Worrying new findings of antibiotic resistance in humans and livestock have prompted warnings the world is on the verge of a ‘post-antibiotic era’ unless steps are taken to address the problem.
A study in China found high levels of resistance to an important antibiotic, colistin, used to treat E. coli on farms and in human patients.
It has led to renewed calls for drugs used to treat humans not to be used in livestock.
The study, published in the Lancet, found resistance in E coli isolates collected from more than one on five, 166 out of 804, animals tested between 2011 and 2014.
Resistance was found in 15 per cent of more than 500 samples of raw meat tested.
It was also found in a small number, 16 out of 1322 samples equating to 1 per cent, of inpatients with infection.
The researchers said the emergence of MCR-1, the resistance mechanism identified in the study, ‘heralds the breach of the last group of antibiotics, polymyxins, by plasmid-mediated resistance’.
While resistance to colistin has been detected before, this study had prompted extra concern because of the way the mutation that causes the resistance is known to be easily shared between bacteria.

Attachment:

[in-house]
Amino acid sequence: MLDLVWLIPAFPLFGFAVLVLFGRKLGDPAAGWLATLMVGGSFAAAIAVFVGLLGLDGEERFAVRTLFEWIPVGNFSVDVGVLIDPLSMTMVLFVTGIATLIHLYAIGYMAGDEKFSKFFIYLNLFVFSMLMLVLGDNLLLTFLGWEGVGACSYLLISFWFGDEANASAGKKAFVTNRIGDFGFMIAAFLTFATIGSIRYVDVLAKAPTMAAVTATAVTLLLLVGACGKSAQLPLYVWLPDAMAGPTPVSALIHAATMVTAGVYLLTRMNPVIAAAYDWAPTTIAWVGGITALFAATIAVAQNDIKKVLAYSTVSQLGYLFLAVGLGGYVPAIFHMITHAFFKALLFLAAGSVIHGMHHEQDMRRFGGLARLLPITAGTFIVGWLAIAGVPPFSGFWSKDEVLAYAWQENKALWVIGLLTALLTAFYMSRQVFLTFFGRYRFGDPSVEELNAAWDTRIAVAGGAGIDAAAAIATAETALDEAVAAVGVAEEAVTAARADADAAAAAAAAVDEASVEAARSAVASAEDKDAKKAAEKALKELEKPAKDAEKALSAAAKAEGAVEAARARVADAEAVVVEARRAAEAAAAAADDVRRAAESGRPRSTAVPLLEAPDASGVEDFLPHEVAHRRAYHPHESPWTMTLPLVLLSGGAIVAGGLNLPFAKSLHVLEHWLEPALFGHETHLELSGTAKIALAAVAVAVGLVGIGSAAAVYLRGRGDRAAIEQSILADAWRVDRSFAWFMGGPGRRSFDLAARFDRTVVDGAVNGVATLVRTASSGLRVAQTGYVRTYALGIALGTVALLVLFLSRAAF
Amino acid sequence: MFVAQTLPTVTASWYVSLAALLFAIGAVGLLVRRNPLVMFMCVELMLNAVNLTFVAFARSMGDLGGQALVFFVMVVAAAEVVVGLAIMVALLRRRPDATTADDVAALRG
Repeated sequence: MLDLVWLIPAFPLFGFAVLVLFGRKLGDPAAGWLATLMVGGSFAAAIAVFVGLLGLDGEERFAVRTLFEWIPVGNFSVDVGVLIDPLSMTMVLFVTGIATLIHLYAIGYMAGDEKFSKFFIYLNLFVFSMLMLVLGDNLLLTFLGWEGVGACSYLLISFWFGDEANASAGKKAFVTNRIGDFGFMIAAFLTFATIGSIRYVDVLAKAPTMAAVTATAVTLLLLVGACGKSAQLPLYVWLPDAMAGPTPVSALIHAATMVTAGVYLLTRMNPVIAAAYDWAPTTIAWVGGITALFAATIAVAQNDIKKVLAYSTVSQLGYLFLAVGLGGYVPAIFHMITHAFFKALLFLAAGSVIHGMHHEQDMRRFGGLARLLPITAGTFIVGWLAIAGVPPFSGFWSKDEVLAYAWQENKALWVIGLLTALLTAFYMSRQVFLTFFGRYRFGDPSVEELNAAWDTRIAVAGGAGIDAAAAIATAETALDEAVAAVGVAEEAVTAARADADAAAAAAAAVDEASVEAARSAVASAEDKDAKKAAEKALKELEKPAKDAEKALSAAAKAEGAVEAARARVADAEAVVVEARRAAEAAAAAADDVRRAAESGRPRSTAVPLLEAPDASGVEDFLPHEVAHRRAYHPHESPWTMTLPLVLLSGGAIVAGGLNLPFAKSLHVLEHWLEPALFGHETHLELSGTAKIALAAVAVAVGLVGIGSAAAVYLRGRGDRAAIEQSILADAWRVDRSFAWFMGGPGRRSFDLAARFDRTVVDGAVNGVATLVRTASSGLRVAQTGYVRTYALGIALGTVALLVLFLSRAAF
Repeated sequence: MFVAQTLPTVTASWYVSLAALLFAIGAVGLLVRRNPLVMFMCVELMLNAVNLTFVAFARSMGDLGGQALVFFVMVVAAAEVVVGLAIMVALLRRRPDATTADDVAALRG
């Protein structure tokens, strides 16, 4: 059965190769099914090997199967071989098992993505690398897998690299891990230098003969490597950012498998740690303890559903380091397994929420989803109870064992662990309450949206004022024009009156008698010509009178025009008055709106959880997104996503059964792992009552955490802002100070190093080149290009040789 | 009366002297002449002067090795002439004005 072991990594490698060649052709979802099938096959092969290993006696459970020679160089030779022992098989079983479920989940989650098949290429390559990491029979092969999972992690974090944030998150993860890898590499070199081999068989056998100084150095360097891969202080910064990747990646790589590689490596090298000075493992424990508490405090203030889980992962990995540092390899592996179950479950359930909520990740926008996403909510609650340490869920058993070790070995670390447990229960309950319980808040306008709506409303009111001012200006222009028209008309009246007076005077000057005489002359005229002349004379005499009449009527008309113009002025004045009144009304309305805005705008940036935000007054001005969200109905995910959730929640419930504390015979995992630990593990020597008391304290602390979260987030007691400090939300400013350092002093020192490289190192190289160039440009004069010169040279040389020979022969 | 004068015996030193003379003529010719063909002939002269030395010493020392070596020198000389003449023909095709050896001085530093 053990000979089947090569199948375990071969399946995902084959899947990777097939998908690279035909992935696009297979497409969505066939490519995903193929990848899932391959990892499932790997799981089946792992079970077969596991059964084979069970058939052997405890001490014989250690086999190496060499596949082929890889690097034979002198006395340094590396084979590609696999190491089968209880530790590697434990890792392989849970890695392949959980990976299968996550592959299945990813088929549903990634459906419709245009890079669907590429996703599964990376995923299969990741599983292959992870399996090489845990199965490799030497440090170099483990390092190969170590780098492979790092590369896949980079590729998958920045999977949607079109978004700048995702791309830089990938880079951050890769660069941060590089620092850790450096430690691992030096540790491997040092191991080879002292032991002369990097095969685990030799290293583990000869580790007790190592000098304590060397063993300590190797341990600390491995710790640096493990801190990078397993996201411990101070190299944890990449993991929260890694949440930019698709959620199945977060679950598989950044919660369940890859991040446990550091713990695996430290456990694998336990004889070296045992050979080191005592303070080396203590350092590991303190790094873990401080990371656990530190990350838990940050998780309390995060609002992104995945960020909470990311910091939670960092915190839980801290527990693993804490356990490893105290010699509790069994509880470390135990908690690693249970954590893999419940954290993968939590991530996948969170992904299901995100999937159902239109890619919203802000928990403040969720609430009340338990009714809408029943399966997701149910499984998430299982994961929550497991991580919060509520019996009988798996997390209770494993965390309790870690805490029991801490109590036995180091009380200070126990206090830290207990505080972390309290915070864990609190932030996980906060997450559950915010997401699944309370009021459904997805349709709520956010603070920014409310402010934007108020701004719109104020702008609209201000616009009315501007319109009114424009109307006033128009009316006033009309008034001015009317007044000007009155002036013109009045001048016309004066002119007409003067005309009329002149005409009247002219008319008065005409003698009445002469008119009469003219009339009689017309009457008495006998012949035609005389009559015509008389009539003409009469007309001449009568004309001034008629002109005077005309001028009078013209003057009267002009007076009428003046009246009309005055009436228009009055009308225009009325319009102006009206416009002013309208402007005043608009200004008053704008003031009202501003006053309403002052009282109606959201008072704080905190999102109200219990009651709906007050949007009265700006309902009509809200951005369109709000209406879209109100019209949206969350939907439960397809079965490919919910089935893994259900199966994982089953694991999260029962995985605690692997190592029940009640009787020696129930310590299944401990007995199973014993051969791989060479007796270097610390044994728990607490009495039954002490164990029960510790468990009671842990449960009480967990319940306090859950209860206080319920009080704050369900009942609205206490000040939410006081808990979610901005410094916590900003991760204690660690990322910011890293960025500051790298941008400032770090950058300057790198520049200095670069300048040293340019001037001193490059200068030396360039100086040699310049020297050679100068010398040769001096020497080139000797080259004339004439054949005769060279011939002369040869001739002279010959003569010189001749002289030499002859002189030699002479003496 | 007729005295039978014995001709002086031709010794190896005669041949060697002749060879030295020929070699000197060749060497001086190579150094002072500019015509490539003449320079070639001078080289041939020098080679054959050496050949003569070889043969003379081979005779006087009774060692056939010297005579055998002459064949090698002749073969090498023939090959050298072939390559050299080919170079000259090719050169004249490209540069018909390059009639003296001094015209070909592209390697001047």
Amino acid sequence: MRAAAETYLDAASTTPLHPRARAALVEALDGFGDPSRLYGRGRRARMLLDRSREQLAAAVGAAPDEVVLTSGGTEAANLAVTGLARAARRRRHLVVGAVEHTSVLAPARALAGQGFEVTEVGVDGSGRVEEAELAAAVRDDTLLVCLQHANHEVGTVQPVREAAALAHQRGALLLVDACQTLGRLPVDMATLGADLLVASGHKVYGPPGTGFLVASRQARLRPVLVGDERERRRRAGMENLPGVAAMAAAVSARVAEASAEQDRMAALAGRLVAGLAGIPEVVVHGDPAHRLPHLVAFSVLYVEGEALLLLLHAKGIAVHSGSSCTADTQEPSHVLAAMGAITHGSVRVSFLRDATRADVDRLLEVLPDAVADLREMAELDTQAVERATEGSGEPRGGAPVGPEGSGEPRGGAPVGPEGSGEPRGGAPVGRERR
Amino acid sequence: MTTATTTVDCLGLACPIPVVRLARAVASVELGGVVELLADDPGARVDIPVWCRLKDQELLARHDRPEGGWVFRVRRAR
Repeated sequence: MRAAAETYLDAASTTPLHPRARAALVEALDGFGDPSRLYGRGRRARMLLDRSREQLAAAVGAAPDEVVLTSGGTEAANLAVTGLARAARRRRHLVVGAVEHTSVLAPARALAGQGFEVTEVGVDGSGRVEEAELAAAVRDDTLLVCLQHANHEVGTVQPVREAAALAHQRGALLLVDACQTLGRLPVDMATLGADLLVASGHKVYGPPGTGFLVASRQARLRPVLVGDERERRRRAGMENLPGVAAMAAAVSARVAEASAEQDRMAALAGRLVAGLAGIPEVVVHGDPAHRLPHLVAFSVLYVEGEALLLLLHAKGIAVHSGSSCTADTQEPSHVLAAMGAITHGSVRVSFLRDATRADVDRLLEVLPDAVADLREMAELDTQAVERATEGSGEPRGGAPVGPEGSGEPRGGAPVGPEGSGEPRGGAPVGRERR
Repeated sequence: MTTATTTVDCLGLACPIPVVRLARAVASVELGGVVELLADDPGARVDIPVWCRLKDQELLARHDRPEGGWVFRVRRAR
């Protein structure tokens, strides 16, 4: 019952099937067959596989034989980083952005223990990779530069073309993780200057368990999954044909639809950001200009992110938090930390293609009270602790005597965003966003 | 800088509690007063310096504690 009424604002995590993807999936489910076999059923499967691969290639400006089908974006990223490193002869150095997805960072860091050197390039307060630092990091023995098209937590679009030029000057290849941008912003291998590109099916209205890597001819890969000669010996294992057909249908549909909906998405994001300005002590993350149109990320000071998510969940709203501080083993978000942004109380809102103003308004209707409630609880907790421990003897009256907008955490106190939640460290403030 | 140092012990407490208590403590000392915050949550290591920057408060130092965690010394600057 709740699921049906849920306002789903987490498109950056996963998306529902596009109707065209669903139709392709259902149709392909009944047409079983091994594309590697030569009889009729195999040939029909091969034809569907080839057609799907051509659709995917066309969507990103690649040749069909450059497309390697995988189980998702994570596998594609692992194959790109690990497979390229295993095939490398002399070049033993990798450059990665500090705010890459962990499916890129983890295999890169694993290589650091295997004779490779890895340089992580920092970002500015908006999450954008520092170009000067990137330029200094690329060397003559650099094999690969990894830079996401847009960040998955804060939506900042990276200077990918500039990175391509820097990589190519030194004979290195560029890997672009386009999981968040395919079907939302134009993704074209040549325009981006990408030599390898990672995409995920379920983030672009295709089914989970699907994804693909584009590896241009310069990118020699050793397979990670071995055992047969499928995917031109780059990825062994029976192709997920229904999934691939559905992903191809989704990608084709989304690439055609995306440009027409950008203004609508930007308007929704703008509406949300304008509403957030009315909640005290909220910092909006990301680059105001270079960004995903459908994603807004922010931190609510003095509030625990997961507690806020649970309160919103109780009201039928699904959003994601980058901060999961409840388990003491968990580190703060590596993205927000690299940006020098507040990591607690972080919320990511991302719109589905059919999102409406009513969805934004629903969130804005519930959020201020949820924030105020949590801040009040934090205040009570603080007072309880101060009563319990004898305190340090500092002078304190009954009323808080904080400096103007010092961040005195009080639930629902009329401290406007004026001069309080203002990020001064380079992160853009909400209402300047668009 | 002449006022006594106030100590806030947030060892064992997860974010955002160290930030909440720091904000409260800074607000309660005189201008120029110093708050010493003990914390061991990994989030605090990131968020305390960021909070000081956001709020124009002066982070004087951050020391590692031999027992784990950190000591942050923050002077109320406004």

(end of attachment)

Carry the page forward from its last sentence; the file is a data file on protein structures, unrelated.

Although currently confined to China, they warned MCR-1 was likely to ‘emulate other global resistance mechanisms’ in spreading around the world. It could it previously treatable infection becoming untreatable.
“Our findings emphasise the urgent need for coordinated global action in the fight against pan-drug-resistant Gram-negative bacteria,” the researchers said.
Professor Timothy Walsh, who collaborated on the study, from the University of Cardiff, is reported to be meeting both the agricultural and health ministries in China this weekend to discuss whether colistin should be banned for agricultural use.
He told the BBC News website: "All the key players are now in place to make the post-antibiotic world a reality.
"If MRC-1 becomes global, which is a case of when not if, and the gene aligns itself with other antibiotic resistance genes, which is inevitable, then we will have very likely reached the start of the post-antibiotic era.
"At that point if a patient is seriously ill, say with E. coli, then there is virtually nothing you can do."
Professor Laura Piddock, from the campaign group Antibiotic Action, said the same antibiotics ‘should not be used in veterinary and human medicine’.
She told the BBC News website: "Hopefully the post-antibiotic era is not upon us yet. However, this is a wake-up call to the world."
A commentary in the Lancet said the implications of the study were ‘enormous’ and unless action is taken doctors would ‘face increasing numbers of patients for whom we will need to say, ’Sorry, there is nothing I can do to cure your infection’’.